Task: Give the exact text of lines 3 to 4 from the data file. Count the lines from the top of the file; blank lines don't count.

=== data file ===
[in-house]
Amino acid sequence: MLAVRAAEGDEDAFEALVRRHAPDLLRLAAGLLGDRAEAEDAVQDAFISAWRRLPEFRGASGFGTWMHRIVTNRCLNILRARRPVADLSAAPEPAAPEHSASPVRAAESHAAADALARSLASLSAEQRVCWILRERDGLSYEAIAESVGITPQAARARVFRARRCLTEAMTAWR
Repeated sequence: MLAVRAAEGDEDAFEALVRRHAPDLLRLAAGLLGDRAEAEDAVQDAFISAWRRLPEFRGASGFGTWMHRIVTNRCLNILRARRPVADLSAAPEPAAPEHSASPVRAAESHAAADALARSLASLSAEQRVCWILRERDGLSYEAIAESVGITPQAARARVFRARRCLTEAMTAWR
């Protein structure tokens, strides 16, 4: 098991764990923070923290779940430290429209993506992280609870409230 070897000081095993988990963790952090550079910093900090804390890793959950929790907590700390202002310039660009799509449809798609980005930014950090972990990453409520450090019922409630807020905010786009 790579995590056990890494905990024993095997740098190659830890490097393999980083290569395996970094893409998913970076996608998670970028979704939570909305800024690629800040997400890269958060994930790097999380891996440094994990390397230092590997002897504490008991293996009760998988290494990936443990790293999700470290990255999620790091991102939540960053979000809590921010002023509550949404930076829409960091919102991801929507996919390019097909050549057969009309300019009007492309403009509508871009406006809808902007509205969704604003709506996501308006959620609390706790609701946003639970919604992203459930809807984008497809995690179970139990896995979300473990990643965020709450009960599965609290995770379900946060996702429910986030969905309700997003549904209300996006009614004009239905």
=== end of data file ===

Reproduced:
Repeated sequence: MLAVRAAEGDEDAFEALVRRHAPDLLRLAAGLLGDRAEAEDAVQDAFISAWRRLPEFRGASGFGTWMHRIVTNRCLNILRARRPVADLSAAPEPAAPEHSASPVRAAESHAAADALARSLASLSAEQRVCWILRERDGLSYEAIAESVGITPQAARARVFRARRCLTEAMTAWR
């Protein structure tokens, strides 16, 4: 098991764990923070923290779940430290429209993506992280609870409230 070897000081095993988990963790952090550079910093900090804390890793959950929790907590700390202002310039660009799509449809798609980005930014950090972990990453409520450090019922409630807020905010786009 790579995590056990890494905990024993095997740098190659830890490097393999980083290569395996970094893409998913970076996608998670970028979704939570909305800024690629800040997400890269958060994930790097999380891996440094994990390397230092590997002897504490008991293996009760998988290494990936443990790293999700470290990255999620790091991102939540960053979000809590921010002023509550949404930076829409960091919102991801929507996919390019097909050549057969009309300019009007492309403009509508871009406006809808902007509205969704604003709506996501308006959620609390706790609701946003639970919604992203459930809807984008497809995690179970139990896995979300473990990643965020709450009960599965609290995770379900946060996702429910986030969905309700997003549904209300996006009614004009239905």